Memory is a funny thing. We’ve all walked into a room, only to forget the reason we entered or lost an item we are sure we saw on the side cabinet. As we age, this typically gets worse, with our working memories declining and everyday tasks becoming more difficult to perform. The anterior thalamus is a key region in the brain involved in memory, particularly spatial, involving our surroundings and how we navigate them.
What do we know about the role of this region?
Neuroscientists have observed that damage to the anterior thalamus in mice leads to impairments in spatial working memory, plus, the age-related decline of this region in humans has also been linked to lower performance in spatial memory tasks.
A team from MIT has recently discovered how brain circuits in the anterior thalamus operate. The study in older mice revealed the circuit is weakened compared to younger specimens, with these regions not being as receptive with age.
Mice in a maze
To explore how spatial working memory works further, mice were trained how to run a T-shaped maze. Once they were familiar with the course, one arm was blocked off, forcing them to choose the other path. The mice then ran the maze again with both arms open, if they chose to run the only previous open route, this showed they remembered their previous decisions.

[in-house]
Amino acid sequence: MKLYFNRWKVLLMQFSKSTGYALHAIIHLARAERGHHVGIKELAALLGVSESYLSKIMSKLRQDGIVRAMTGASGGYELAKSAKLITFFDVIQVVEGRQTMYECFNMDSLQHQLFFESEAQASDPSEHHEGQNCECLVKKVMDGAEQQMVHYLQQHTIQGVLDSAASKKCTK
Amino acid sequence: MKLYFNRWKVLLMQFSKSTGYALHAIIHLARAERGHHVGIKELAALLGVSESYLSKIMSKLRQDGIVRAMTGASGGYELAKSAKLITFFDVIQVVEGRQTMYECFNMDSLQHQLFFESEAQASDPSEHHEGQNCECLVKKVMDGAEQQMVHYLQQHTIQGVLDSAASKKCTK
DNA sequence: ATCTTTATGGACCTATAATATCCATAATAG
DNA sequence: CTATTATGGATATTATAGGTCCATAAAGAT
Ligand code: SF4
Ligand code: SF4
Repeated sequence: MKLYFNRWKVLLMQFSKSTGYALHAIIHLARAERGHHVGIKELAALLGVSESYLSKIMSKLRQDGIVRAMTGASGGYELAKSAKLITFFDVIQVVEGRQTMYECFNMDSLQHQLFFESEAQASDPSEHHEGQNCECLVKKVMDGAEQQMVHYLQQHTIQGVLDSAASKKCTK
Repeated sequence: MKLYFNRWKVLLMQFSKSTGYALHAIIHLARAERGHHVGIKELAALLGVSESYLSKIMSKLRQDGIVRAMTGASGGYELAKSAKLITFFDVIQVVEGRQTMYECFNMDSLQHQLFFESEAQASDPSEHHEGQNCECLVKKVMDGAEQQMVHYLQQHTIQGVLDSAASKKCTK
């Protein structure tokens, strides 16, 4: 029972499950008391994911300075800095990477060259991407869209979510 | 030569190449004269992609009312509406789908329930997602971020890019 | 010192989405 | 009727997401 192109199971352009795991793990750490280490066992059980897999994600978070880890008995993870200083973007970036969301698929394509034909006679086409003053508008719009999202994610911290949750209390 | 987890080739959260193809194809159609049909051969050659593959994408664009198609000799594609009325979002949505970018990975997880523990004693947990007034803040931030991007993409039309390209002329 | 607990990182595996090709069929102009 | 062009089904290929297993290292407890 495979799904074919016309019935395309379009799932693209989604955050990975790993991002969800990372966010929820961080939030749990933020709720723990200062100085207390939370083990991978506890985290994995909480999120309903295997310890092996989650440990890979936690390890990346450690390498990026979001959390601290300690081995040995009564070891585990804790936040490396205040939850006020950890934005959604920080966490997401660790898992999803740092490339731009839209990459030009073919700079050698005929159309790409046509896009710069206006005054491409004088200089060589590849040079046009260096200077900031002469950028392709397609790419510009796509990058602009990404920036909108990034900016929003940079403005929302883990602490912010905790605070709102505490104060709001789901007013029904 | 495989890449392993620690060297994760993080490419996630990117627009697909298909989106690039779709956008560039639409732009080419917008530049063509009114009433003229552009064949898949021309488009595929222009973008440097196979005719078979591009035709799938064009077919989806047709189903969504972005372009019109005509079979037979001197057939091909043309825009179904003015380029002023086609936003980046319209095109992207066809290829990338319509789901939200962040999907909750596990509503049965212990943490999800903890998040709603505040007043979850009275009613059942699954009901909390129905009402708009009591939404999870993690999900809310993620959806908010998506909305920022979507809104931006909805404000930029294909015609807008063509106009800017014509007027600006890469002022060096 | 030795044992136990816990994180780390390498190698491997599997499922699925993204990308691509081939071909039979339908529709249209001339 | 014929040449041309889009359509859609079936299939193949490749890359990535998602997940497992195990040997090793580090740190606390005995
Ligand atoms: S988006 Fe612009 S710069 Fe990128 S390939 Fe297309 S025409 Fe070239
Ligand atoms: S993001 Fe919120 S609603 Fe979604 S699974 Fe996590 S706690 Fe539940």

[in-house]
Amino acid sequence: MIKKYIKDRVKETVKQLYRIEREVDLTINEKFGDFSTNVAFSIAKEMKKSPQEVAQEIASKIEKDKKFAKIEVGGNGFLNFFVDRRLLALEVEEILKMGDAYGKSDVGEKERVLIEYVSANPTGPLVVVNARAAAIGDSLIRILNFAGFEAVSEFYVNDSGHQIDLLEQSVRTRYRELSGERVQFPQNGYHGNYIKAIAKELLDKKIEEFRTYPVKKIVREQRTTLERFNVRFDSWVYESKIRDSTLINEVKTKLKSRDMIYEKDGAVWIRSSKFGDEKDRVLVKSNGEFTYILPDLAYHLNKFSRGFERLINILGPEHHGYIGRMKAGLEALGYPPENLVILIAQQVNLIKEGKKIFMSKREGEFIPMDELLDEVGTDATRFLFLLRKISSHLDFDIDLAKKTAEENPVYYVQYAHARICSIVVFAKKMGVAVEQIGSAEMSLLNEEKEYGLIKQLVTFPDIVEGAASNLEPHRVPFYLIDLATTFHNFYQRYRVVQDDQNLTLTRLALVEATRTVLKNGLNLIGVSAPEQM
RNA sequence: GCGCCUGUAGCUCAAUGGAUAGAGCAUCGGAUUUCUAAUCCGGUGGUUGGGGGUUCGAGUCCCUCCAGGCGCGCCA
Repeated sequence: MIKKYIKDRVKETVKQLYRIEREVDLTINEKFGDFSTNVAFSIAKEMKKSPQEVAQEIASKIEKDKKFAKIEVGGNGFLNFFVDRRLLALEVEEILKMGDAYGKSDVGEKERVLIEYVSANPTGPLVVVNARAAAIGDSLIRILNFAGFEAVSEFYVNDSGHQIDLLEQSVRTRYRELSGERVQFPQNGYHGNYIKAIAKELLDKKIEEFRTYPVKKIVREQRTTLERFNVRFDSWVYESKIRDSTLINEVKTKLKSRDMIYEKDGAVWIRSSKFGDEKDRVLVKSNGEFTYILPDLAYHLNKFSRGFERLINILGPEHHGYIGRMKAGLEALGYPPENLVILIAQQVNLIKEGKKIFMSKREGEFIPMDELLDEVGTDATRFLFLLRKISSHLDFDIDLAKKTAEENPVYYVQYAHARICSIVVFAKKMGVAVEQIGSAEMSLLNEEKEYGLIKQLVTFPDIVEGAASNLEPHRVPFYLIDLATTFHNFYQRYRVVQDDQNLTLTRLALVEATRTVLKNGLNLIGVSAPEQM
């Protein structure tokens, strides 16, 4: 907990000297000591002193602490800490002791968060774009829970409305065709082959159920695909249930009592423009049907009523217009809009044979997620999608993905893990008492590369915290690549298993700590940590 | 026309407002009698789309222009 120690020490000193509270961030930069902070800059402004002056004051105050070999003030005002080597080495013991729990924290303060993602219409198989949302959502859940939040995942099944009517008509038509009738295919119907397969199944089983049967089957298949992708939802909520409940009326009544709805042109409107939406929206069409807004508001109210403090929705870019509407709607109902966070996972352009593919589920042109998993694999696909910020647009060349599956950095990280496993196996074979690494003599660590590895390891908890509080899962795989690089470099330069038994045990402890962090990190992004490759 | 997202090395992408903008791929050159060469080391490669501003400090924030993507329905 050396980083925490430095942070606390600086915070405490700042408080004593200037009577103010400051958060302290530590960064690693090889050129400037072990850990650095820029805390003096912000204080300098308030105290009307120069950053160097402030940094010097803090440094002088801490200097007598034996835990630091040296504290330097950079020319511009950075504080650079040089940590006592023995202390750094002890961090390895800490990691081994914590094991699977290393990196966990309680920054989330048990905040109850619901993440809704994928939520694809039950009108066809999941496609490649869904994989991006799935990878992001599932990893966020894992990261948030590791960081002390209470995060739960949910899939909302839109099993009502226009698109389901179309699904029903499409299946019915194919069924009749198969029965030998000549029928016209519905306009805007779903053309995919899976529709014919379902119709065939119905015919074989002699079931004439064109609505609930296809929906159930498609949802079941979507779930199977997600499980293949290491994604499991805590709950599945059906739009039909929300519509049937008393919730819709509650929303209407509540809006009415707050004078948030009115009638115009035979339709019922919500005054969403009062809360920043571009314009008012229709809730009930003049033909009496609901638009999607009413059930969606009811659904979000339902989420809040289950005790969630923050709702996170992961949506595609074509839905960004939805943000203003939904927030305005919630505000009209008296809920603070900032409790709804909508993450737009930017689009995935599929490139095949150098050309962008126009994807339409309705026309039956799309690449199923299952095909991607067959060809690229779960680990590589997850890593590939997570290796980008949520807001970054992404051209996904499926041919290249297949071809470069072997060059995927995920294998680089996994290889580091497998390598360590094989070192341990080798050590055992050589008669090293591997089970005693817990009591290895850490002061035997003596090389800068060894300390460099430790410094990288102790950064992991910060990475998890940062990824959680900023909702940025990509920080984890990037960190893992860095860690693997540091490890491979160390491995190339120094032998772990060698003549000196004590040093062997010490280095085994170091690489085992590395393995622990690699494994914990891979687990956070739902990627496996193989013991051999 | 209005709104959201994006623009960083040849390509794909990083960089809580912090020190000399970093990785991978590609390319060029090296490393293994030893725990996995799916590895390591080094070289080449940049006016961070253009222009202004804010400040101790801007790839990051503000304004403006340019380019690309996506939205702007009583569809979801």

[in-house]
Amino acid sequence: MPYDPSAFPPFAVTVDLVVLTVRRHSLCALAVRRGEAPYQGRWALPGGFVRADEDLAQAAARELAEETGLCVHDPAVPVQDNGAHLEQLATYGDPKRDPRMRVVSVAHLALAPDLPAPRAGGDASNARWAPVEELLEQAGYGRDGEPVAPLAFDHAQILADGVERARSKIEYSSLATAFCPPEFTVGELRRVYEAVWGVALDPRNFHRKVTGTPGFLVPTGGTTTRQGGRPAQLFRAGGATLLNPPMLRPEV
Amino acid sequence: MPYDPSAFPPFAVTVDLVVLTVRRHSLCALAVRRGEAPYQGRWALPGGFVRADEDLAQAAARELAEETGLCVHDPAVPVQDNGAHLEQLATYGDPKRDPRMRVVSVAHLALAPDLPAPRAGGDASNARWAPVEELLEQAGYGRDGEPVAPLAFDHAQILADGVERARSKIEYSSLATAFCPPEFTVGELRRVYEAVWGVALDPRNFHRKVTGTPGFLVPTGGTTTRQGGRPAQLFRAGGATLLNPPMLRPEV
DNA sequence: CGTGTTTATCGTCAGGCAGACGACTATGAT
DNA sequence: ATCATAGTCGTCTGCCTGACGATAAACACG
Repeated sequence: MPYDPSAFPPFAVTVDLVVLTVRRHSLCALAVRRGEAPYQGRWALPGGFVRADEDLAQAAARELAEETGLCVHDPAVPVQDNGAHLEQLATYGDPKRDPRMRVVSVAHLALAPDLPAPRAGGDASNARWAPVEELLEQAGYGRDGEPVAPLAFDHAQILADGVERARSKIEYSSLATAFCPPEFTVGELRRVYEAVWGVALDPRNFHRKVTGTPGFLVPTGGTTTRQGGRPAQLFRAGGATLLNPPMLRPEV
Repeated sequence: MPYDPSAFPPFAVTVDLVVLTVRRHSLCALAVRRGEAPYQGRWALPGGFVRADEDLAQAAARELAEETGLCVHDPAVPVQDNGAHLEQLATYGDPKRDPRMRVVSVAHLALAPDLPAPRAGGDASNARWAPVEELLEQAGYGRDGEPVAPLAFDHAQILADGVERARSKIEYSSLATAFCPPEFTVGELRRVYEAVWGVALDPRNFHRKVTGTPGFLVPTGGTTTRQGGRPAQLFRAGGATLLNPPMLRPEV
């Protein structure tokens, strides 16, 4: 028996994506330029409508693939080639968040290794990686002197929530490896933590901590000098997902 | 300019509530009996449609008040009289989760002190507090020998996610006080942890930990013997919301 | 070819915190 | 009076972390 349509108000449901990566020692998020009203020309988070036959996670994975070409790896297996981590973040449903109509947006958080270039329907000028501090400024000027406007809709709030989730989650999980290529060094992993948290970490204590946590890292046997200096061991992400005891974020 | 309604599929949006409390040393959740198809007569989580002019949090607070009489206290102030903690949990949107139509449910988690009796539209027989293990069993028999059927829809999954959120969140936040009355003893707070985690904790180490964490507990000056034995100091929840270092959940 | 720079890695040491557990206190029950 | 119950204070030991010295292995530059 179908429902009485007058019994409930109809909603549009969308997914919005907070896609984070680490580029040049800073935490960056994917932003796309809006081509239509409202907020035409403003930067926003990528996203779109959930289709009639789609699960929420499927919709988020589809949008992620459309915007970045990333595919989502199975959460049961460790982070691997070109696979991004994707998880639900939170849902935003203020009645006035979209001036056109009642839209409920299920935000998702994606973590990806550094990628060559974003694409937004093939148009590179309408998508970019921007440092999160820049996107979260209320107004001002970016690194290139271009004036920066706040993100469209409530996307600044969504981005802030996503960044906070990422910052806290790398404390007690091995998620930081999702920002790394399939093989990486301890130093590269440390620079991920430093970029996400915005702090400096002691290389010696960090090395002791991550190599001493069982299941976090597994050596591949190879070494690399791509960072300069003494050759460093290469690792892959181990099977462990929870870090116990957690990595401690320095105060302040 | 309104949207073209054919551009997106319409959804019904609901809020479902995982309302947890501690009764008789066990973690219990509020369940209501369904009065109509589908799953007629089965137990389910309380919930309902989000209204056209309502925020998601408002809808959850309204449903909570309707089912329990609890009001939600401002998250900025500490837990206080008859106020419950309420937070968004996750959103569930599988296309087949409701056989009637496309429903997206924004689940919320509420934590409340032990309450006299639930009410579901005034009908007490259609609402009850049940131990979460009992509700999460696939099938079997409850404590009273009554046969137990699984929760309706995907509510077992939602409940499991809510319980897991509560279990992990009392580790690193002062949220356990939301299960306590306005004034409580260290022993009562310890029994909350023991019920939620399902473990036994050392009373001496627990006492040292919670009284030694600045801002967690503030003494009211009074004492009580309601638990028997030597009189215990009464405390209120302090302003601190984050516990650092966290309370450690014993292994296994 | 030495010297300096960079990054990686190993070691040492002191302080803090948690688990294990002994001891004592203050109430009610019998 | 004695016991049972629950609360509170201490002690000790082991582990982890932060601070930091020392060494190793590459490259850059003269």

Utilizing neuronal-optogenetics, the use of light to control molecules in the brain, the anterior thalamus was stimulated or repressed in mice. The maze experiment revealed that when neurons in this region were stimulated, the mice were able to run the circuit with higher rates of success. This suggests that the anterior thalamus is highly important for remembering this type of information in the mind.
Why is this important?
Understanding this region could be key in creating treatments to reverse memory loss without impacting other areas of the brain. “By understanding how the thalamus controls the cortical output, hopefully, we could find more specific and druggable targets in this area, instead of generally modulating the prefrontal cortex, which has many different functions,” says Guoping Feng, senior author of the study.
Next, the group wants to dive deeper into the genetic signatures of neurons that would be the best target for treatment to work toward preventing age-related decline.
Source study: PNAS – Anterior thalamic circuits crucial for working memory